“We don’t need additional low-income housing in our area,” Haines said. “We already have a large number of rental properties, which have contributed to the property values in our area not increasing at the rate of those on the northeast side or on the south side.”

 

Area resident Jim Champer said the project is being rushed, and that he’s collected signatures from 51 residents opposed to it. He also said he’s heard multiple people will consider selling their homes if it goes through.

 

Still, the council unanimously approved the zoning change.

 

The building is in Councilmember Canneth Lee’s district. He said he understands the concerns of nearby residents and didn’t “take this vote lightly,” but added the investment will uplift the neighborhood and preserve the building.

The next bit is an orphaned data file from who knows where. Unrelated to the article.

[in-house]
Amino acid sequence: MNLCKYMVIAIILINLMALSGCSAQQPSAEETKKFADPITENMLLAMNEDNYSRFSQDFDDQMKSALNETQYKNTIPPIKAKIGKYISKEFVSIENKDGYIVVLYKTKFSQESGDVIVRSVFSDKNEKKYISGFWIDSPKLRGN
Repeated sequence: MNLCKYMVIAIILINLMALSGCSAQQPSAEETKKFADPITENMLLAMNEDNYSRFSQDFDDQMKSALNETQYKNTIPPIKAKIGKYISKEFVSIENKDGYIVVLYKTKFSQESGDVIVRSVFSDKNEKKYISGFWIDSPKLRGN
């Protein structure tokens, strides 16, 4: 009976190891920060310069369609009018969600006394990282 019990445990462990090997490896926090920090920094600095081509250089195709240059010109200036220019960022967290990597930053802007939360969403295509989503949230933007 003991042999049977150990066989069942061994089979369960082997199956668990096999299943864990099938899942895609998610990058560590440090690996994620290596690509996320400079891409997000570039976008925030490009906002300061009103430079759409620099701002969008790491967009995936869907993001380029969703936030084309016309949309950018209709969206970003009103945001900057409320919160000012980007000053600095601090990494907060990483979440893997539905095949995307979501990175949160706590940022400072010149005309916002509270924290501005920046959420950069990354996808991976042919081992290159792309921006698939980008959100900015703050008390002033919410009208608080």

“Do we let another building decay in our community and become an eyesore?” Lee said. “I live right down the street from it — three blocks away. And it has pained me to drive by it every day and see it, this place that I learned so many great lessons from, abandoned. Boarded up. Maintained but not being utilized.”

 

Councilmember Lori Hamann cited the “needs of the city as a whole” and said there’s a “significant shortage” of affordable housing.

 

“And to have a developer come into the city willing to utilize an existing brownstone building — which is what we’ve all been asking for, instead of tearing these buildings down,” Hamann said. “He’s offering to do that.”

 

The project does hinge on Indiana’s affordable housing tax credits, which are very competitive. But Anderson said he’s won them before — in addition to his work as a developer, he’s been a tax credit attorney for 25 years.

 

“I’ve lost track, but I’ve probably closed over 300, 350 tax credit projects,” Anderson said. “We understand the program in and out, as well as other state tax credits. It is competitive. We submitted a really good application, and we’ll see how we did in November.”

 

If approved, Anderson plans to start construction next spring and begin leasing in summer 2023.

 

Contact Jakob at jlazzaro@wvpe.org or follow him on Twitter at @JakobLazzaro.